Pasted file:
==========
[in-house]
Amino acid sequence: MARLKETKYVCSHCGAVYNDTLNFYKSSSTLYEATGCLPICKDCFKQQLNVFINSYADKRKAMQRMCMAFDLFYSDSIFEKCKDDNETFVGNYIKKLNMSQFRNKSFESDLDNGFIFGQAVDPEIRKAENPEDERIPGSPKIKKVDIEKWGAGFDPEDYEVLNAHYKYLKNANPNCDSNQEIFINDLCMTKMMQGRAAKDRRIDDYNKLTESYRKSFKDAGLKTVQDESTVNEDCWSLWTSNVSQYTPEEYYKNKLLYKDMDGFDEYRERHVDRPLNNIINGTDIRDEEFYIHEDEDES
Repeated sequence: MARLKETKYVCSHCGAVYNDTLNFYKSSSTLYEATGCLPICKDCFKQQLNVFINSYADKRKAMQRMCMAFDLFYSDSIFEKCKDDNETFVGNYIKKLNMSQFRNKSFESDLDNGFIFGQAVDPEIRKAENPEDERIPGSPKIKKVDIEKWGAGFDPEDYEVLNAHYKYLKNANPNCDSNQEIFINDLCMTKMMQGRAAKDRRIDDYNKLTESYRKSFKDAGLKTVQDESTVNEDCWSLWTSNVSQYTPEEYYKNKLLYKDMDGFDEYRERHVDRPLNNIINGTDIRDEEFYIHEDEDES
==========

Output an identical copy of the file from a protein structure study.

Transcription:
[in-house]
Amino acid sequence: MARLKETKYVCSHCGAVYNDTLNFYKSSSTLYEATGCLPICKDCFKQQLNVFINSYADKRKAMQRMCMAFDLFYSDSIFEKCKDDNETFVGNYIKKLNMSQFRNKSFESDLDNGFIFGQAVDPEIRKAENPEDERIPGSPKIKKVDIEKWGAGFDPEDYEVLNAHYKYLKNANPNCDSNQEIFINDLCMTKMMQGRAAKDRRIDDYNKLTESYRKSFKDAGLKTVQDESTVNEDCWSLWTSNVSQYTPEEYYKNKLLYKDMDGFDEYRERHVDRPLNNIINGTDIRDEEFYIHEDEDES
Repeated sequence: MARLKETKYVCSHCGAVYNDTLNFYKSSSTLYEATGCLPICKDCFKQQLNVFINSYADKRKAMQRMCMAFDLFYSDSIFEKCKDDNETFVGNYIKKLNMSQFRNKSFESDLDNGFIFGQAVDPEIRKAENPEDERIPGSPKIKKVDIEKWGAGFDPEDYEVLNAHYKYLKNANPNCDSNQEIFINDLCMTKMMQGRAAKDRRIDDYNKLTESYRKSFKDAGLKTVQDESTVNEDCWSLWTSNVSQYTPEEYYKNKLLYKDMDGFDEYRERHVDRPLNNIINGTDIRDEEFYIHEDEDES